The thing about a hurricane is that you never think it’s going to be as serious as the news media is making it out to be — until you’re in it. We live about seven blocks from the ocean, and we weren’t required to evacuate, but some people thought we were crazy for staying.
“GO!” wrote one of my friends.
Another, who knows a lot about a lot and is right about most things, called us and said something to my husband, Bruce. I don’t know what it was, but it left Bruce uneasy.
We tried to make a party of it, almost ignore it, like a car alarm blaring in the background. We went over to a neighbors’ house for home-made ham and potato salad and cocktails, but despite two martinis, all I could think about was the impending storm. By midnight, I was downright anxious, imagining a tree limb coming crashing through our windows and shards of glass flying everywhere, or our roof being ripped off by the gale force winds. I wanted to hide in a vault of some sort where I could neither see nor hear the storm’s blistering wrath, and I could emerge in the morning after it had passed. The next best thing to a vault was our neighbors’ guest room, which had just one small window exposed to the elements. But Bruce didn’t want to stay there. He wanted to stay with our home, which was just 100 feet away.
“Why did we stay, if we’re not even going to stay in the house,” he said.
“I don’t know. But what are we going to do if something happens? Hold the roof on with our bare hands?”
I wasn’t sure why we stayed. All I knew was that our neighbors’ guest room made me feel cloistered and cozy while our bedroom, which I love because it has a big bay window and you can feel the air and sky around you, made me feel extremely vulnerable because it has a big bay window and you can feel the air and sky around you. I might as well have been outside.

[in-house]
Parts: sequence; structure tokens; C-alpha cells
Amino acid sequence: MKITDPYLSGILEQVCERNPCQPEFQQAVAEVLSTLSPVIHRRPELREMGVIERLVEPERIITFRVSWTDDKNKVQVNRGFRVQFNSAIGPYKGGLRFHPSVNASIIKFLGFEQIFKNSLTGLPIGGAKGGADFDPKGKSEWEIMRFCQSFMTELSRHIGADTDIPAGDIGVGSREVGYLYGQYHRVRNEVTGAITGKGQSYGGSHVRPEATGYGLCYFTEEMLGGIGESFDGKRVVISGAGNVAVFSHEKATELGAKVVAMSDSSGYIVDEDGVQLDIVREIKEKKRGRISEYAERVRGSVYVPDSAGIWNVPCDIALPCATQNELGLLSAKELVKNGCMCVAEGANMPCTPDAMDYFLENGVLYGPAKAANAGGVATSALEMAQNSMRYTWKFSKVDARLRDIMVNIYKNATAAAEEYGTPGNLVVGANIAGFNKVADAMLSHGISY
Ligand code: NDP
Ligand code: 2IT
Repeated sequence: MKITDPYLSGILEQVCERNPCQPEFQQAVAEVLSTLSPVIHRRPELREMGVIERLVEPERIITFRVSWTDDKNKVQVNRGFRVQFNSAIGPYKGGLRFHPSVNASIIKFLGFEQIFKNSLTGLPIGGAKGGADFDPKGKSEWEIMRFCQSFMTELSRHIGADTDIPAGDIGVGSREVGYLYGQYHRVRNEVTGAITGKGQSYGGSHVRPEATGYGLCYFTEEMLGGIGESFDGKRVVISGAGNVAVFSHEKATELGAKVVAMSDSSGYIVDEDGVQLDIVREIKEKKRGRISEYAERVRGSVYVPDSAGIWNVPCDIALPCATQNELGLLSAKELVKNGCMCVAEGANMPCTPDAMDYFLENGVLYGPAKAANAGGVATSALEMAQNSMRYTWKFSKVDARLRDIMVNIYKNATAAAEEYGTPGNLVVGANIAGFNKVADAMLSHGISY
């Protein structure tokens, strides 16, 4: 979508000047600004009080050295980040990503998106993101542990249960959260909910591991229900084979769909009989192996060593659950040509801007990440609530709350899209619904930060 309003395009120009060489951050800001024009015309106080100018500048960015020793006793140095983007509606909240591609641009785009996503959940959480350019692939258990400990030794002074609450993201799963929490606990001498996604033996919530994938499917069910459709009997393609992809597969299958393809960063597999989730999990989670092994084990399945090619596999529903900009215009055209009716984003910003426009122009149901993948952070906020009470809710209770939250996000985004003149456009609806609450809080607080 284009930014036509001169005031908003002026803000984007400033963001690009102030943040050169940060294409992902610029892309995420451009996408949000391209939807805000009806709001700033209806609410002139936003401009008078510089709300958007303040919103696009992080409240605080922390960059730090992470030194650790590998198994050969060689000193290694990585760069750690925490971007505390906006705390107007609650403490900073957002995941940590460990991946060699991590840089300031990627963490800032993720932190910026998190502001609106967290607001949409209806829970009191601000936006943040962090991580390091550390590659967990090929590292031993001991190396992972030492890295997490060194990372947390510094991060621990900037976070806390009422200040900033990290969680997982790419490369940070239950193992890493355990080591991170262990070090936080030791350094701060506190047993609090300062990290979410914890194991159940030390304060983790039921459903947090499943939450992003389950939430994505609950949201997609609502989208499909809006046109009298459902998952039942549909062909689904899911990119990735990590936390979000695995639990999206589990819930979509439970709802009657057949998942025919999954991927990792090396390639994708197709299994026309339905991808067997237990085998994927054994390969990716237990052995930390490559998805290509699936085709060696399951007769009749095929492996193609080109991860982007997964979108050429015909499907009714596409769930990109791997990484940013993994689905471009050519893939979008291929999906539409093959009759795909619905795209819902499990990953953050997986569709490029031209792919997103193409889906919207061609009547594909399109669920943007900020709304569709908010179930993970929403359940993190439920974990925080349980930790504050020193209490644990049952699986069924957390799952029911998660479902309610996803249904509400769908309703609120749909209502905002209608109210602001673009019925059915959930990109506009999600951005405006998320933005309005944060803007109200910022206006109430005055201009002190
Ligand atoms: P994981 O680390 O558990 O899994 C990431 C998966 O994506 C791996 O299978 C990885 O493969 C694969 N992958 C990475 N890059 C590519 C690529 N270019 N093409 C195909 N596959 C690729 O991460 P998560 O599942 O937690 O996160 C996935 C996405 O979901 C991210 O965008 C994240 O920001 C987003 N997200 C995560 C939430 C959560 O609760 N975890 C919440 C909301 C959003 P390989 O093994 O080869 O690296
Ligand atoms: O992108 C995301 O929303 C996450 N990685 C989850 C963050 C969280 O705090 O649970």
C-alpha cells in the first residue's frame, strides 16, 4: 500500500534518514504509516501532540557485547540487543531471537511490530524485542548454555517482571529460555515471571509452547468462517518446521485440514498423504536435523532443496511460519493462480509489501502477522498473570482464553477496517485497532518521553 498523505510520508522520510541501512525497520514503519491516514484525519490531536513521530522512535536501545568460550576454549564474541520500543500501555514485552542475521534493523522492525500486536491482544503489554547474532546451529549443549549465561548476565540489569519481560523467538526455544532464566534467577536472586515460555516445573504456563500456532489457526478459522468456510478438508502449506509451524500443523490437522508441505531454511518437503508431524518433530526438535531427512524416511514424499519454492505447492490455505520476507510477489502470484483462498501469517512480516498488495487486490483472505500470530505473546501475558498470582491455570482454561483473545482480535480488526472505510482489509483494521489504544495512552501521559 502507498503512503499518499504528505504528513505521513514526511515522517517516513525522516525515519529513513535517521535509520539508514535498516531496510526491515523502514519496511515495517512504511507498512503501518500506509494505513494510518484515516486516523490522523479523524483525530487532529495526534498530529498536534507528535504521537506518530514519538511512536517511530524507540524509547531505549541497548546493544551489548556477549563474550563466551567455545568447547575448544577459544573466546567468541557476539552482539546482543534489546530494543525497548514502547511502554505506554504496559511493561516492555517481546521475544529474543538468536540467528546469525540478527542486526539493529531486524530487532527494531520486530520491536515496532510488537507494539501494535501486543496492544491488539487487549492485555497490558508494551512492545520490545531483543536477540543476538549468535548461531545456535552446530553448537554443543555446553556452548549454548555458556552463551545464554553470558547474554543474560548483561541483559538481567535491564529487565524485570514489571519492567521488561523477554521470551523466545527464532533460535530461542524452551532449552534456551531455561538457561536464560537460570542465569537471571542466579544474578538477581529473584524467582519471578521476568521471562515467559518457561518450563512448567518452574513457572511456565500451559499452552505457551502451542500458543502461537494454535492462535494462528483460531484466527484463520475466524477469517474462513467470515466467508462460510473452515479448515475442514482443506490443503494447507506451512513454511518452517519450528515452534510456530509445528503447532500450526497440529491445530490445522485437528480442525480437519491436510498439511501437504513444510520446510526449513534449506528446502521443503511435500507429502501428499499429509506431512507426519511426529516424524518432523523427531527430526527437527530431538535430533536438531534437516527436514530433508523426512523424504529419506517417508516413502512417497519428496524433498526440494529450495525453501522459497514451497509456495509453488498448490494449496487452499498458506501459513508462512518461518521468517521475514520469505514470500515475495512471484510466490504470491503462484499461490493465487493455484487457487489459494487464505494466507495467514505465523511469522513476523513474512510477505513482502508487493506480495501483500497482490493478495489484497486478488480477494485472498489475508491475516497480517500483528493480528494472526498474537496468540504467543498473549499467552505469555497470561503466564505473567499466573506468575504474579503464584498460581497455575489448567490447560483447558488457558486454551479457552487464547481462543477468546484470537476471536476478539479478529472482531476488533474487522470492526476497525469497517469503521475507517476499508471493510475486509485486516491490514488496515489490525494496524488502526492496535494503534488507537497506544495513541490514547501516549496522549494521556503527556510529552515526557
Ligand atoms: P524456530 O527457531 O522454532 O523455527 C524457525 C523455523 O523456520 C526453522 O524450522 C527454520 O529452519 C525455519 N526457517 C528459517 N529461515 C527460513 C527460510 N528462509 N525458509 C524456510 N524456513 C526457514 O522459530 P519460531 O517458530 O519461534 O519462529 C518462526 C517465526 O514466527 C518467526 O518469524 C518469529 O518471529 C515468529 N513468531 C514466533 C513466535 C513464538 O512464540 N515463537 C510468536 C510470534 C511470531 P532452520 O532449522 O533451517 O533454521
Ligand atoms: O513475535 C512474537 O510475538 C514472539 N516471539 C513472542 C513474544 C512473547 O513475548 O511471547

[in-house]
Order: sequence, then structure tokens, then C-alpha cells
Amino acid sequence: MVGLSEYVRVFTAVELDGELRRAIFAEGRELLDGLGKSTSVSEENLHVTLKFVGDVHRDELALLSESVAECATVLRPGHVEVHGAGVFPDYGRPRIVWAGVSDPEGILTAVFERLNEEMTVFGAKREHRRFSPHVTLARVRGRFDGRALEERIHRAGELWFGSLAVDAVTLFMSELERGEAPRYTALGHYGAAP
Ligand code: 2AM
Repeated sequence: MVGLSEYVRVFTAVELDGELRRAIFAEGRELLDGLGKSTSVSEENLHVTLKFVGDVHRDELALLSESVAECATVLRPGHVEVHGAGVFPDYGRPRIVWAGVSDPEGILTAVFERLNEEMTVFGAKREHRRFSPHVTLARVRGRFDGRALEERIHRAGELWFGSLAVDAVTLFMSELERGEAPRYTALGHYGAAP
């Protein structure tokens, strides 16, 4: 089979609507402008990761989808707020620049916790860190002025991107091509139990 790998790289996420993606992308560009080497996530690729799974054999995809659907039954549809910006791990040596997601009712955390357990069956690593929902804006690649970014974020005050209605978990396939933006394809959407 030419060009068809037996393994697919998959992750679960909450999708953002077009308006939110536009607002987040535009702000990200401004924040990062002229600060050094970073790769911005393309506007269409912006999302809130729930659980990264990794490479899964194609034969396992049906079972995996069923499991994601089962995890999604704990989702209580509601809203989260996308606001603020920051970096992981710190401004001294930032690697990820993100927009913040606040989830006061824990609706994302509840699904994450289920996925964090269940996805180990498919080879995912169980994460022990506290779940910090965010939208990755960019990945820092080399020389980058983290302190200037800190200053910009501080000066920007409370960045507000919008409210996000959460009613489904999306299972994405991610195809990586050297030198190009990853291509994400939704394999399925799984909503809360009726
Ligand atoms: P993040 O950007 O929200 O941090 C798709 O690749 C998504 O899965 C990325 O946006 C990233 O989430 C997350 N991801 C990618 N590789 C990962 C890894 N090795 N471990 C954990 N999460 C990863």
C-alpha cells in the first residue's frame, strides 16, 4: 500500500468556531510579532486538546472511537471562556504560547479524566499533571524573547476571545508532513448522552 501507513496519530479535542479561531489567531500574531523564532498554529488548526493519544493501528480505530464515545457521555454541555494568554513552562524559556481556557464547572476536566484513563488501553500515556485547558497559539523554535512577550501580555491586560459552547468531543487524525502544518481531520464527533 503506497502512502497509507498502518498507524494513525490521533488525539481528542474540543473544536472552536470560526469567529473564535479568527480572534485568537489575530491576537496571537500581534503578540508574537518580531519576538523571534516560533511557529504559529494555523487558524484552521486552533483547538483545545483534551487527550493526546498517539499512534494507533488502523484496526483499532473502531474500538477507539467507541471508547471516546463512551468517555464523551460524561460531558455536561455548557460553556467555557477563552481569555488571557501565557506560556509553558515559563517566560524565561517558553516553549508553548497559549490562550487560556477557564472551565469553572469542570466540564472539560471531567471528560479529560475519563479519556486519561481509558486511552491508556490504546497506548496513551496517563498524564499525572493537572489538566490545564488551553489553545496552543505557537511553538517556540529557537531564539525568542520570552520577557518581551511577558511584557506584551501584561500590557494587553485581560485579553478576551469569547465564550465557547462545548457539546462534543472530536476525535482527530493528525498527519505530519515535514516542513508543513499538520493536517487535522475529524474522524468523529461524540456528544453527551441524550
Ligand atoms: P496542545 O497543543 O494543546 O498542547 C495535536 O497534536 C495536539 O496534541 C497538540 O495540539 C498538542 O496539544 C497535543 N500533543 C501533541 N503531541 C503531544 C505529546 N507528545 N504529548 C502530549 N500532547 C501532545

“I know what’s going to happen,” I said. “Bruce is going to sleep right through it, and I’m going to be up all night listening to the wind howl, and every second is going to feel like an hour.”
“Don’t anticipate things. It makes them happen,” Joan said.
“I know what you’re saying. I get like that,” Emma said. “I call it making buttons,” she said, moving her fingers as if they were busy making something on the edge of a bed sheet.
She then told me a story about how she and Joan were once stranded on Long Beach Island in a Nor’easter, and as Joan slept soundly, Emma sat next to her wide awake the whole night clutching on to Joan’s son.
“This is tough love,” Joan said to me. “If you’re really afraid in the middle of the night, you’re welcome here. But you should try it at home first.”
We left their house — me, Bruce, and our baby, Eddie — and walked out into the rain and blustering wind to make our way down the block back to our house. The “Stop” sign at the end of our street was rippling in the wind making it shimmer, like the street signs on The Weather Channel when they’re reporting from a tropical storm in Cape Hatteras.
We’d prepared as best we could, bringing in everything that could become airborne into the house, and the things we couldn’t or were too tired to lift, we tied down. I covered a few pieces of lattice fencing with about 50 bricks that we had lying in the backyard. But how do you hold down trees so that they don’t lift up into the air? Or keep your gutters from flying off? How do you keep your neighbor’s kayaks from blowing off his house and into yours, like spears?
I could hear the driving rain pelting against the roof and the fiberglass deck upstairs. On the news, they showed North Carolina, where the hurricane hit earlier today, and the reporters said residents there felt lucky because they thought the hurricane would have been worse.
“We were spared,” one man said.
But as he spoke, the cameras showed photos of streets underwater, and part of a metal sign ripped off its signpost. Joan said she was once in a hurricane on Block Island, and she was with a priest, who told her and her friend to take off their clothes and lie on a roof because the streets were flooding below them.